We got a real late start today. Randy found a Kawasaki dealer to change his oil and tighten some spokes, and I ask them to do a bit of work on the BMW. They agree, and I'm shocked. In Seattle if you take a BMW into your local Honda dealership they tell you to get lost. If you're lucky they may sell you some oil or a pair of riding gloves, but they certainly won't work on your bike. Ditto for taking a Kawasaki into a Yamaha dealership. Virtually none of the dealers will work on brands they don't sell. But we're 500 miles north of Vancouver, BC, the nearest large town and things start to change as you leave the major population centers.
People get nicer and economics get tighter. The counter girl tells me they will change the transmission fluid on the BMW as soon as they are done with Randy's bike. I express my appreciation, and she waves it off by saying "we always service the tourists first. They need to get on their way." The consideration is most gratifying, and I'm happy to get a qualified mechanic to look at one or two on-going issues with the BMW.
Adding to the genuine congeniality of the people, I believe that in Prince George you just can't make a living only selling and servicing Kawasaki. So you become a jack of all trades, and take in whatever revenue comes your way. And it appears you do so happily.
Carl, the mechanic, changes the transmission fluid and again adds gear fluid to the shaft drive on the BMW. I ask him to change out the fuel line that is leaking, and he instead decides to clamp it in a couple of places and assures me that will do the trick. I express my doubts several times, but Carl insists the clamping will work. Even in Prince George, mechanics have their limits and in the end do what they want to do, rather than what the customer wants done.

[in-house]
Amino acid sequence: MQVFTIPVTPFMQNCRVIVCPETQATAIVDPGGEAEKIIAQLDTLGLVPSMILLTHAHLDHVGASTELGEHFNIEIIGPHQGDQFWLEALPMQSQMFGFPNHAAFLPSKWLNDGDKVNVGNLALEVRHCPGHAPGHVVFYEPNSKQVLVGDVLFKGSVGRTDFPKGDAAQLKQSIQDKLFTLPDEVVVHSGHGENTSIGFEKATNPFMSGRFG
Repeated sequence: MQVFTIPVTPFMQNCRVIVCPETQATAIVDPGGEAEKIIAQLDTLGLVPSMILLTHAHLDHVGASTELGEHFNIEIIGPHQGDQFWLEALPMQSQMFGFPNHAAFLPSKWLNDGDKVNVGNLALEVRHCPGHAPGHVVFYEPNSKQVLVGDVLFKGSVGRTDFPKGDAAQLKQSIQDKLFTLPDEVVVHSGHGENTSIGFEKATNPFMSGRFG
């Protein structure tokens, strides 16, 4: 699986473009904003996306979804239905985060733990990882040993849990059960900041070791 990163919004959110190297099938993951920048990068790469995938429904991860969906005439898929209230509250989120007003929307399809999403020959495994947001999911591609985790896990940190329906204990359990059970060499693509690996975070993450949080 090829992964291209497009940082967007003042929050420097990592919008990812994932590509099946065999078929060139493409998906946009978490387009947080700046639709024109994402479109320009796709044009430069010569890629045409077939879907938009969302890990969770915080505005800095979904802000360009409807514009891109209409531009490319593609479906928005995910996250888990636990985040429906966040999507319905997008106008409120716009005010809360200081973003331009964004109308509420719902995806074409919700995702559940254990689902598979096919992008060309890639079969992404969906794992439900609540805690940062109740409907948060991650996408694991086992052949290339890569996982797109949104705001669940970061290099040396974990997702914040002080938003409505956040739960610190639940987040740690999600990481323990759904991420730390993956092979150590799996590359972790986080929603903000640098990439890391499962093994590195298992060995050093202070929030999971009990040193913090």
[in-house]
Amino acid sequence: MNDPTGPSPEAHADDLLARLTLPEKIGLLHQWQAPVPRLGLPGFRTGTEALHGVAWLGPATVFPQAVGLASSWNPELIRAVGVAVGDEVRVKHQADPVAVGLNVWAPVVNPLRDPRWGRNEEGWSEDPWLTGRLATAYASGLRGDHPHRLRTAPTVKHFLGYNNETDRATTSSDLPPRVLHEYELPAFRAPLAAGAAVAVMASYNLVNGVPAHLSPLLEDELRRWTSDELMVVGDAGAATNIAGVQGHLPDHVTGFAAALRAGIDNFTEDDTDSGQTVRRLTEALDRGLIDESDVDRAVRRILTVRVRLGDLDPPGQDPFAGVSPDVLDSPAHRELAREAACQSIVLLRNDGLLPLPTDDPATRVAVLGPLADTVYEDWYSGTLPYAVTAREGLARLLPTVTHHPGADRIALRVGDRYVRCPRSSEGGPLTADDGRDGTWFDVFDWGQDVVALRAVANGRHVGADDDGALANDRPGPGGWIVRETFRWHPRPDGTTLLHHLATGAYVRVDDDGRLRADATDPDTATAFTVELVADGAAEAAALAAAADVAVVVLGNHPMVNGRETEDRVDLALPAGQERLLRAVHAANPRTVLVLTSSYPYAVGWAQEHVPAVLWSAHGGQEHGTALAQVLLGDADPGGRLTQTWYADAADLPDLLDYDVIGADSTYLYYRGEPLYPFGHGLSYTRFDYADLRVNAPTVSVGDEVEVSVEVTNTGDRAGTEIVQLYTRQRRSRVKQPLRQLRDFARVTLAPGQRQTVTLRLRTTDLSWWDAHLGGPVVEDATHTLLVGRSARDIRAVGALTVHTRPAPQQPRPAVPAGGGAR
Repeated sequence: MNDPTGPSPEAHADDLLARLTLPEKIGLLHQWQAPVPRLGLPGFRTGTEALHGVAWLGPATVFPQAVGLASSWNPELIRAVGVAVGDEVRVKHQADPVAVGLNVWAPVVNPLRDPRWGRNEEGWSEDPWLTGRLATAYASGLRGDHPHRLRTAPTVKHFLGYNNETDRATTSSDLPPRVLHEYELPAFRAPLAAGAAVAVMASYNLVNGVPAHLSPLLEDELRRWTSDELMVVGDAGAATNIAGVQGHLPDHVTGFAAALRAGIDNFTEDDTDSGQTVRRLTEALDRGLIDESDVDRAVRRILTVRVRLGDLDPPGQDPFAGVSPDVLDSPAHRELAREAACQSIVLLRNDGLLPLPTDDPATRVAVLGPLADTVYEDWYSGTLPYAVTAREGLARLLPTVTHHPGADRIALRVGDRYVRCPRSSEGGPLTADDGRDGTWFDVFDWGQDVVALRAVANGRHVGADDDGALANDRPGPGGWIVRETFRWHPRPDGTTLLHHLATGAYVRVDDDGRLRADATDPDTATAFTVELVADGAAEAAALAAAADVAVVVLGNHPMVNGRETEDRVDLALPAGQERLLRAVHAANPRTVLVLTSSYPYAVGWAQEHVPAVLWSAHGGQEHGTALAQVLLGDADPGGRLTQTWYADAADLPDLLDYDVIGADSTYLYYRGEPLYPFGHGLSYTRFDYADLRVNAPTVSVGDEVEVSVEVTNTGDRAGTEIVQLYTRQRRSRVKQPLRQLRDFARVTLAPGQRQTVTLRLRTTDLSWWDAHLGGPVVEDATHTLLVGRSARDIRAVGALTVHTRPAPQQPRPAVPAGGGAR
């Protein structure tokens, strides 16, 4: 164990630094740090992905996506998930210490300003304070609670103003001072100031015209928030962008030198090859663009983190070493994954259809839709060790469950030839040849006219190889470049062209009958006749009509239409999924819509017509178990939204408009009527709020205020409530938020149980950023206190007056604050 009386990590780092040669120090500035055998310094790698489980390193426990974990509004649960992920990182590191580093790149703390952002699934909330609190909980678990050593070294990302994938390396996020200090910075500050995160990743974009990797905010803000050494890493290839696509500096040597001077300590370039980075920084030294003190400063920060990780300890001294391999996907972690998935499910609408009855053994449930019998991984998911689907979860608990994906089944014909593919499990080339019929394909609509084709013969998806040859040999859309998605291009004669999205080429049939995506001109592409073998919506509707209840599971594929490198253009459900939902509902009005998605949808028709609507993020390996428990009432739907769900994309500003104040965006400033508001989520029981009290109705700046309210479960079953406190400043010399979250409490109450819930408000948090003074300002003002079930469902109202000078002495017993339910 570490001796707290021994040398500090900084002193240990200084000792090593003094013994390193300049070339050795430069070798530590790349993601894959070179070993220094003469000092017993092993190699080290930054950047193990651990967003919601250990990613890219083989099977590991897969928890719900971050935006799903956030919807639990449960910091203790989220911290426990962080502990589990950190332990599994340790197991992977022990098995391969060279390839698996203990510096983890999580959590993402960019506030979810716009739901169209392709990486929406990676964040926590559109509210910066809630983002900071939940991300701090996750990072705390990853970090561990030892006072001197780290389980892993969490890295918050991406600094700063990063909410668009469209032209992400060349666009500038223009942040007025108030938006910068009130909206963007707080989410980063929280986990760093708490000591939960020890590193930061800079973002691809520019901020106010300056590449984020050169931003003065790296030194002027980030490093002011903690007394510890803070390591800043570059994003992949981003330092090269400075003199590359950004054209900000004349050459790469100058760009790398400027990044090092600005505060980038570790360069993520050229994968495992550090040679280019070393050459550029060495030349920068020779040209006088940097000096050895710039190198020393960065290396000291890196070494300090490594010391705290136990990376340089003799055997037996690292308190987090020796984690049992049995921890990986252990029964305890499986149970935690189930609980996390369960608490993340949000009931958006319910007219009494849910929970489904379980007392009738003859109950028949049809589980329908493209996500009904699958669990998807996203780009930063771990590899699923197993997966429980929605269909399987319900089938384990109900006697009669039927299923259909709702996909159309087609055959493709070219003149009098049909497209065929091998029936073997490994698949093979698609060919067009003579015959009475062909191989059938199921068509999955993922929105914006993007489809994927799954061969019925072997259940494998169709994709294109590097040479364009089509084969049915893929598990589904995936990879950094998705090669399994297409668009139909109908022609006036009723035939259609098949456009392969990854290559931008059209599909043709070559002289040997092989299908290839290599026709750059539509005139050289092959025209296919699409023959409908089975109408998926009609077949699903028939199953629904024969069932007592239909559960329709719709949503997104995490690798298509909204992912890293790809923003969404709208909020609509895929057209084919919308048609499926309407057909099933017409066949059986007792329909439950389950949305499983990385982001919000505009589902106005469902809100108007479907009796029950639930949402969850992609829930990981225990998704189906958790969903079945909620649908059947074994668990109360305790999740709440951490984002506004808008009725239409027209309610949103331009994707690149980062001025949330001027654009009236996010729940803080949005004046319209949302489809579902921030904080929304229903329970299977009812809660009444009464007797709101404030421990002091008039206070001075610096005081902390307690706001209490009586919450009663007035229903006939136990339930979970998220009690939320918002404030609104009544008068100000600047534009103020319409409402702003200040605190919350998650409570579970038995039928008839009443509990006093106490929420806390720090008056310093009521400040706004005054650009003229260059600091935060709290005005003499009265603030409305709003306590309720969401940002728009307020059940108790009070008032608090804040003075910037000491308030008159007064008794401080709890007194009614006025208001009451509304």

All the way to Chetwynd we run about 20 minutes behind Eric and Julia. Randy, Jan and I don't leave Prince George until almost 11 am and it turns out they pulled out just a bit before us. We had agreed to meet at McLeod Lake for lunch around 12:30 pm, if that was convenient, but we are about a half hour late, and several people tell us they have just left 20 minutes earlier. The waitress has told them since they had no fuel, that we would probably meet them at McKenzie Junction, another ten miles further down the road. She insists to us that we should hurry on and would likely catch them. But I understand the futility of chasing the two silver Triumphs from one restaurant to another across the expanse of northern British Columbia and we're not persuaded. It turns out we made the right choice as lunch is great.
The road is smooth and fairly straight as we proceed north through the mostly coniferous forest. We are able to maintain the 100 kph (roughly 62 mph) speed limit without a problem, and although the sidecar slows us down in the curves, Jan's riding ability is improving by the day, so our speeds are the best of the trip so far.
A hundred miles north of Prince George we hit construction. The five mile gravel detour is good practice for our coming ride up the all-gravel, 400 mile Dalton Highway. As we wait for the pilot car the flagger says "there were a couple of bikes just through, eh." "Would they be matching Triumphs I ask?" "Sure enough, eh, and just twenty minutes ago." Eric and Julia are just up ahead.
After a thirty minute ride across beautiful Pine Mountain Pass, at about 3,000 feet, we descend into the small town of Chetwynd and decide to take a break, so stop at a bright new A&W. (By the way, if you ever wondered where all your A&W's went, I'm happy to report they are alive and well in British Columbia. Every town up here of any size has a brand new A&W restaurant.) As we dismount and take off the gear, I notice the two Triumphs and sure enough, we are together again. It was a nice break and we're into Dawson Creek by 5:30 pm. We've come just less than 900 miles.
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